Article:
Some pilots claimed they had been punished for refusing to fly substandard aircraft, including planes allegedly dispatched in stormy weather with inoperative systems such as weather radar, according to congressional investigators. The House Transportation and Infrastructure Committee, according to one of these investigators, began looking into the allegations after some of the pilots said their previous efforts to raise the issue with the FAA's office responsible for investigating so-called whistleblower complaints had stalled.
House investigators interviewed witnesses, who claim that Gulfstream engaged in systematic falsification of records to cover up flight schedules that exceeded maximum hours allowed under federal rules.
One retired Gulfstream official, according to a House investigator, alleged that when pilots were asked to fly trips which they believed would put them in violation of federal rules, airline schedulers routinely used a second set of flight-schedule books to hide the excess flight hours. The House committee raised the issue with the FAA last summer in response to pilots' concerns that their allegations had not been properly vetted by the FAA, according to congressional investigators.
In response to questions from The Wall Street Journal on Thursday, the FAA said the alleged crew overscheduling stemmed from a failure to accurately transfer data from manually generated aircraft logbook records to an electronic record-keeping system. "The discrepancies resulted in scheduling crew members in excess of daily and weekly flight-time limitations," according to an FAA release. An agency spokeswoman said, "We didn't find any evidence of deliberate action" to falsify records.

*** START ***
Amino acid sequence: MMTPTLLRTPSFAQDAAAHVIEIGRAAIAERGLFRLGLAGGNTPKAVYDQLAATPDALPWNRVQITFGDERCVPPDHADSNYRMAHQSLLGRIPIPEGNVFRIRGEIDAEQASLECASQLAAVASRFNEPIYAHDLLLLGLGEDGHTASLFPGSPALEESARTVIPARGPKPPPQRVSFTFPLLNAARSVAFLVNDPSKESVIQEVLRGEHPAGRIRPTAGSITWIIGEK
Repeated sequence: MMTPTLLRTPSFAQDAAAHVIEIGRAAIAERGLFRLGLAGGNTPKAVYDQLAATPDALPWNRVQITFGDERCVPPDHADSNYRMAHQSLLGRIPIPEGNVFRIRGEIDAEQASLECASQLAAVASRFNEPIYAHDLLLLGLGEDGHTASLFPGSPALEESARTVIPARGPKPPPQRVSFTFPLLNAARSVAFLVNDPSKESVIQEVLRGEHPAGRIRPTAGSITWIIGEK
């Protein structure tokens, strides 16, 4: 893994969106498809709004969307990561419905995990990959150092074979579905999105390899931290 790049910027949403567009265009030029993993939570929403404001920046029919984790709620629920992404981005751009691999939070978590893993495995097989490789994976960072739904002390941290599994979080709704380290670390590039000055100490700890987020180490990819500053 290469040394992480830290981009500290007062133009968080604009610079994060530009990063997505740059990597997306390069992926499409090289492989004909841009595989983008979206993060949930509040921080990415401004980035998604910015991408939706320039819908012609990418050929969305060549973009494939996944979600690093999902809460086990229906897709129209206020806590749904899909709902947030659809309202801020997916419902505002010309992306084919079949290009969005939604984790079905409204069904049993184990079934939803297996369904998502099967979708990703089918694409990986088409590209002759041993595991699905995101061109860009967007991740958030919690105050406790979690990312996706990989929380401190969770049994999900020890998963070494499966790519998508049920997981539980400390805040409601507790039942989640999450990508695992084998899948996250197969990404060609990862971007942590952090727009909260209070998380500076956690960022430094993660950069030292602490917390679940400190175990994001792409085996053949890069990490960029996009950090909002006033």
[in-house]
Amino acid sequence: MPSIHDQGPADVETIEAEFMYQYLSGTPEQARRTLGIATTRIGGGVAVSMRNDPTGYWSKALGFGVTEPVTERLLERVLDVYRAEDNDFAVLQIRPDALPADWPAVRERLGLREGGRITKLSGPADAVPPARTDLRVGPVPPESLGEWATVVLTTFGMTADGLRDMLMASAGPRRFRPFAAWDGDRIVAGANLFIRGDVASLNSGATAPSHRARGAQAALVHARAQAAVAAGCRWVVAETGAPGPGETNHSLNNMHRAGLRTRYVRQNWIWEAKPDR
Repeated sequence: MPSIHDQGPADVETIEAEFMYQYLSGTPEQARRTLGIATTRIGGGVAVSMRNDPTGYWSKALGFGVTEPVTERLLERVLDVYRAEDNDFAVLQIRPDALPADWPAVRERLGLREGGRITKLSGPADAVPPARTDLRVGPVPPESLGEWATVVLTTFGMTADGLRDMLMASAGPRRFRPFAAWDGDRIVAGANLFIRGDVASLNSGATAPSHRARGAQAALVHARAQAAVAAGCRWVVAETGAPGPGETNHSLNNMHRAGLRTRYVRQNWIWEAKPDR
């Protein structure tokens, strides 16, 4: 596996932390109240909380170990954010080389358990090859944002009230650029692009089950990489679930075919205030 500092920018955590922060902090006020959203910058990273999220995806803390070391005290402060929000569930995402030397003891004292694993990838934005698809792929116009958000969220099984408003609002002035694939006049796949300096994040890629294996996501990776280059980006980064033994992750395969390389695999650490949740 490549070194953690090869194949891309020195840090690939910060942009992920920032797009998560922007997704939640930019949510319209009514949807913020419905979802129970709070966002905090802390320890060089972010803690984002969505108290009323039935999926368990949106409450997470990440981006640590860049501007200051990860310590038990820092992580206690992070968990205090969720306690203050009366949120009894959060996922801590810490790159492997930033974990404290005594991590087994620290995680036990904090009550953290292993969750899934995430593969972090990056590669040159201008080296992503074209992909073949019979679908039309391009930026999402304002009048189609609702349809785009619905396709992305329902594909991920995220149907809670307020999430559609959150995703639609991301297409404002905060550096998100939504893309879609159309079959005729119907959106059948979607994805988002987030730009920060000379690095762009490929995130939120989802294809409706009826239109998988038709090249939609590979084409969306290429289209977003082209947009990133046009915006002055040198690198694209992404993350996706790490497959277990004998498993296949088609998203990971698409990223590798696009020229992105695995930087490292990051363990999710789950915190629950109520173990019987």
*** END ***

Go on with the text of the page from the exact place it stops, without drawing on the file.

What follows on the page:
A June 2008 inspection, according to the FAA, revealed that "unapproved automotive air-conditioner compressors" were installed on certain aircraft between September 2006 and May 2008. The airline grounded the affected aircraft and replaced the suspect compressors with approved aviation parts.
In October 2004, a Pinnacle Airlines regional jet without passengers crashed outside of Jefferson City, Mo., after the two pilots flew too high, induced an aerodynamic stall and both engines flamed out. Both aviators were killed. The captain on that flight was a captain at Gulfstream Airlines from 2000 to 2002, and the first officer attended Gulfstream Academy in 2002, then flew as a first officer for Gulfstream Airlines, according to the NTSB.
In August 2006, 49 people died when a Comair regional jet took off from Lexington, Ky., on the wrong runway which was half the length of the one it was supposed to use. The first officer was the sole survivor. He joined Gulfstream Airlines in 1997 as a captain, then was a simulator instructor before joining Comair, a unit of Delta Air Lines, as a co-pilot.
Write to Andy Pasztor at email@example.com and Susan Carey at firstname.lastname@example.org